Simon then constructed a new citadel, north of the Temple, to take the place of the Acra, and established in Judaea the Asmonean dynasty, which lasted for nearly a century, when the Roman republic began to make its influence felt in Syria.
The Asmonean dynasty lasted a few years longer, but finally came to an end when Herod the Great, with the aid of the Romans, took possession of Jerusalem and became the first king of the Idumaean dynasty.
Whether led by this Mattathias or not, certain Jews fled into the wilderness and found a leader in Judas Maccabaeus his reputed son, the first of the five Asmonean (Hasmonean) brethren.
The Pharisees decided that they could not take action on either side, since the elder son of Alexandra was directed by the Idumaean Antipater; and the people had an affection for such Asmonean princes as dared to challenge the Roman domination of their ancestral kingdom.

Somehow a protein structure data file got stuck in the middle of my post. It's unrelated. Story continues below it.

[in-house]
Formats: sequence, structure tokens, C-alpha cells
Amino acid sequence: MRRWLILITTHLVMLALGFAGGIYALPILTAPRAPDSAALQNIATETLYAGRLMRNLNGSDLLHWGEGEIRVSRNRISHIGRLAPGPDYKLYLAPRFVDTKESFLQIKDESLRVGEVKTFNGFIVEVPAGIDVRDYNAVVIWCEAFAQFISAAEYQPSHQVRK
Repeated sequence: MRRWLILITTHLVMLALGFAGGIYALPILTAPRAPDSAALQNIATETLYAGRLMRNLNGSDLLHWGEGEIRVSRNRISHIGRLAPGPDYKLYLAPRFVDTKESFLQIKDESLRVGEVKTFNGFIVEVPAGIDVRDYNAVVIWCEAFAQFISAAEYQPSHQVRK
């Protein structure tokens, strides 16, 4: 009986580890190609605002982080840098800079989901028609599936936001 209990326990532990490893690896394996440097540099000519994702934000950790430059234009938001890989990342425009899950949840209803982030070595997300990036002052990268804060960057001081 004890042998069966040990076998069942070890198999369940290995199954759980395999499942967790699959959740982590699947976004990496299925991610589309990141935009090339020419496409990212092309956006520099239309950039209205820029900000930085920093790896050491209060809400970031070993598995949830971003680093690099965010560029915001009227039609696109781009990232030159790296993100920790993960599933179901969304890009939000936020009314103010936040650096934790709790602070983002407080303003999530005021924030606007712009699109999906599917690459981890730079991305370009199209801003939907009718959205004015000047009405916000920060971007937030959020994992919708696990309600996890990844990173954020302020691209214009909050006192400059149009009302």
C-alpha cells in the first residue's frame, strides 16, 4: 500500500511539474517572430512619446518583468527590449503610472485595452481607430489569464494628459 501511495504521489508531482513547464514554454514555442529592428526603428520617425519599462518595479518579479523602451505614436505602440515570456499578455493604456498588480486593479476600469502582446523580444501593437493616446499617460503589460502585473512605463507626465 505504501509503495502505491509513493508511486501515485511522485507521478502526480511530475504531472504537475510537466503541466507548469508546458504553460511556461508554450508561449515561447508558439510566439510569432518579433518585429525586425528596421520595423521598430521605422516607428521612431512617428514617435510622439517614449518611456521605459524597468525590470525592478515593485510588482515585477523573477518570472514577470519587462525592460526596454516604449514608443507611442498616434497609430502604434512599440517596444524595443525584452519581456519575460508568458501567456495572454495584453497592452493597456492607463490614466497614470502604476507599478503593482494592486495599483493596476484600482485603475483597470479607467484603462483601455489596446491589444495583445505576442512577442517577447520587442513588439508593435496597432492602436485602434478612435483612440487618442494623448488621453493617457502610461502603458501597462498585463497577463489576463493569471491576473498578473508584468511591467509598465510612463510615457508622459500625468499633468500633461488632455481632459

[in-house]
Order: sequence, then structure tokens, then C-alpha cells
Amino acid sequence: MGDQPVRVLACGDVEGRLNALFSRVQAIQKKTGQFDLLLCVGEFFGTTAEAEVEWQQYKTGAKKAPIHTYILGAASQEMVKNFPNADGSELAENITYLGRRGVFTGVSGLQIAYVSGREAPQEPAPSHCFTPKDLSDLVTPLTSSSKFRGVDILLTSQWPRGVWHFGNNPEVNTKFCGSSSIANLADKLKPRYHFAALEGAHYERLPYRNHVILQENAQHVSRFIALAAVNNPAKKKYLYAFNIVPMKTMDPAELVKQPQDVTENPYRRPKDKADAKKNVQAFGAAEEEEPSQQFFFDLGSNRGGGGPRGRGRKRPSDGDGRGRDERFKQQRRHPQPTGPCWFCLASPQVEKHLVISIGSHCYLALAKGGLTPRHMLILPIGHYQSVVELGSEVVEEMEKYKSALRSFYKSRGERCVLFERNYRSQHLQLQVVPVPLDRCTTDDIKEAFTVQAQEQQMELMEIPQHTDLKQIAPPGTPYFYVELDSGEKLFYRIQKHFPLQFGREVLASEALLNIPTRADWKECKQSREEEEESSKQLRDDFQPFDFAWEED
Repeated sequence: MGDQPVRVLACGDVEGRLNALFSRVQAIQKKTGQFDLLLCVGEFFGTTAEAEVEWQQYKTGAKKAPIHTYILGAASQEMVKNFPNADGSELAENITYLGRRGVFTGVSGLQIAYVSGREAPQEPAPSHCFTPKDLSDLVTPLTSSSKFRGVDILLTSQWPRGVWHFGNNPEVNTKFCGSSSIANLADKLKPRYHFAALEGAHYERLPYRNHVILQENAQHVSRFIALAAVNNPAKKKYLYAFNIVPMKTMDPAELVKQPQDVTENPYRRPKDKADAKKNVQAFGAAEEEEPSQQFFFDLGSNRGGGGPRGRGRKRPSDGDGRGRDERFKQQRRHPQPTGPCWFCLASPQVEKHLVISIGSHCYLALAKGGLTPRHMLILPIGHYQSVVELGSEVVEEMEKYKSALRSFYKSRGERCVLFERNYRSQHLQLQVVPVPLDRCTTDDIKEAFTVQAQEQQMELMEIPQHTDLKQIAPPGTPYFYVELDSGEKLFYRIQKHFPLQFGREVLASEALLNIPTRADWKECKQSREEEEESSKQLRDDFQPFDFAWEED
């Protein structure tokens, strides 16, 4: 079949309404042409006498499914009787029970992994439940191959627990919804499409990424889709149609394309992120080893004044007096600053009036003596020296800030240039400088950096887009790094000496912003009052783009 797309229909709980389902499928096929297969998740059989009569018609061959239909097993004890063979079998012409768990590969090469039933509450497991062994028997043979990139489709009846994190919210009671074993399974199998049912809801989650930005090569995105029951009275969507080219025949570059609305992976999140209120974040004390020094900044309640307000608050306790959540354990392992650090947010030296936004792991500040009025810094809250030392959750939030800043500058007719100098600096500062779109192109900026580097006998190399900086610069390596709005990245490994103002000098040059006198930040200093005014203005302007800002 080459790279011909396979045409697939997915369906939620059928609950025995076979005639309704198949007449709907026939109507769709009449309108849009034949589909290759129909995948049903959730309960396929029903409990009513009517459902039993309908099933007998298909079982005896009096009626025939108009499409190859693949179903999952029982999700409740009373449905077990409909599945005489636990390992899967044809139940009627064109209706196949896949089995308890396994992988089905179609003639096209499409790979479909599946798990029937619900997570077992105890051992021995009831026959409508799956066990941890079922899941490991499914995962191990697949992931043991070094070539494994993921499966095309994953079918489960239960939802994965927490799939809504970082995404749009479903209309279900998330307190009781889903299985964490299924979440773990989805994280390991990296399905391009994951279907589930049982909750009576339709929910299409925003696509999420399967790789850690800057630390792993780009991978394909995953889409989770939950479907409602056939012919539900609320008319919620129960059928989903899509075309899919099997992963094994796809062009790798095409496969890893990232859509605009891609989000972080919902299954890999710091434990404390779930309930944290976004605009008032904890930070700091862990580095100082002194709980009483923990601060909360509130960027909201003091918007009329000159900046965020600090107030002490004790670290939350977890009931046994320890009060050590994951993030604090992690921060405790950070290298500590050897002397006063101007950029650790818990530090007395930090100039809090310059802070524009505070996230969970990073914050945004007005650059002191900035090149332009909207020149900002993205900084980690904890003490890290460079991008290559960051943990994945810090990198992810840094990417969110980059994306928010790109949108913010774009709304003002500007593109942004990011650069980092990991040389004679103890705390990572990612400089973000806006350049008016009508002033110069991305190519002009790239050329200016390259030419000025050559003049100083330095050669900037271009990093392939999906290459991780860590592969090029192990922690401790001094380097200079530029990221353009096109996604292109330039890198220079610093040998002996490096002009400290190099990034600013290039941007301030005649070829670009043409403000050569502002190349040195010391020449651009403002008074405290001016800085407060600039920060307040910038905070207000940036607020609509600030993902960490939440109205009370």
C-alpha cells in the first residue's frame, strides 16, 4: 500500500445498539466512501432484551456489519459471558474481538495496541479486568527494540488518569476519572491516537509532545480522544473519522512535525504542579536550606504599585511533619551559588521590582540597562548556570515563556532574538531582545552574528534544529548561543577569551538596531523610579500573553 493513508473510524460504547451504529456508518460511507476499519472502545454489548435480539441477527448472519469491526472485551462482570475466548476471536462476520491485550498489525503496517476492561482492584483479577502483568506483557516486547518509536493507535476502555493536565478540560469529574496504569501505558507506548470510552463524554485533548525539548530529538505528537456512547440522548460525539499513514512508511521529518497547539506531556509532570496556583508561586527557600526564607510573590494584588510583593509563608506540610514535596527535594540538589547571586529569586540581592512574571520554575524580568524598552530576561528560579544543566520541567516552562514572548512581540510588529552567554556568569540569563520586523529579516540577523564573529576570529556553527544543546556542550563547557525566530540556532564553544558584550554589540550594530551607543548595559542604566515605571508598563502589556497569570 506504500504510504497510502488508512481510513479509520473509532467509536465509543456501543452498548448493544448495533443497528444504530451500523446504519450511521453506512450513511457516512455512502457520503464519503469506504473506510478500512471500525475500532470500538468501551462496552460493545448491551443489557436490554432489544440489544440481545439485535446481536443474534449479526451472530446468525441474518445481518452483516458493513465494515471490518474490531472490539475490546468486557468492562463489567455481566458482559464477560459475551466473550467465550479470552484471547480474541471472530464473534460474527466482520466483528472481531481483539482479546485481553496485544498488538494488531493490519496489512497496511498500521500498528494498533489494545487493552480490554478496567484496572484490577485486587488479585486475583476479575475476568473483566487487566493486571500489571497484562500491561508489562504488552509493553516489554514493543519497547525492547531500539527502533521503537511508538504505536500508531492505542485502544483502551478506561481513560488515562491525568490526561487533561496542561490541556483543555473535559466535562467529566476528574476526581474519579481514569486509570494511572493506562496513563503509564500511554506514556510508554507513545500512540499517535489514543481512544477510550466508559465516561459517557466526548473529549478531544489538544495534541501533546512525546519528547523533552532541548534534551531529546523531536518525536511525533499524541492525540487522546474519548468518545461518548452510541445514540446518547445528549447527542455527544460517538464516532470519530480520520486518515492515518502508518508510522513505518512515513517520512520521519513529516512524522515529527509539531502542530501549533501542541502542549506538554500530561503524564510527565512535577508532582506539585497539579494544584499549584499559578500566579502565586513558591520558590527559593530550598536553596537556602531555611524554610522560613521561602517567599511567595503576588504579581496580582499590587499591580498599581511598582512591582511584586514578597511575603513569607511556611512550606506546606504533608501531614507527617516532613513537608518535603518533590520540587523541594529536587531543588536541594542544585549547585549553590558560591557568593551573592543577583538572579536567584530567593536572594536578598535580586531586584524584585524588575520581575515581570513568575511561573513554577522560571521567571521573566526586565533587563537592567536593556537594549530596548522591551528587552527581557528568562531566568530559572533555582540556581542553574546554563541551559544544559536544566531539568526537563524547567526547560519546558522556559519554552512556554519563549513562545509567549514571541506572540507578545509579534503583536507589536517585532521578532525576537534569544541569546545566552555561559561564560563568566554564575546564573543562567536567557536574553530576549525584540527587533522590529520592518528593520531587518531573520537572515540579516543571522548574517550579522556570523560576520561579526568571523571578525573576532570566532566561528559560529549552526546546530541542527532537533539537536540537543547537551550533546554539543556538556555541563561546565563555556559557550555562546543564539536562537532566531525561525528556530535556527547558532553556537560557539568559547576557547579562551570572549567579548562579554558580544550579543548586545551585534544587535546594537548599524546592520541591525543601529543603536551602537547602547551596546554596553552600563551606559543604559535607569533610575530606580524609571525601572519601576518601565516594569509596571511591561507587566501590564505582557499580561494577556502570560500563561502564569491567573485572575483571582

So he could no more be high priest, and his life was spared only at the intercession of the Parthian Jews, who had a regard for the Asmonean prince.
It was first taken from the Syrians by Simon the Asmonean (1 Macc. xiv.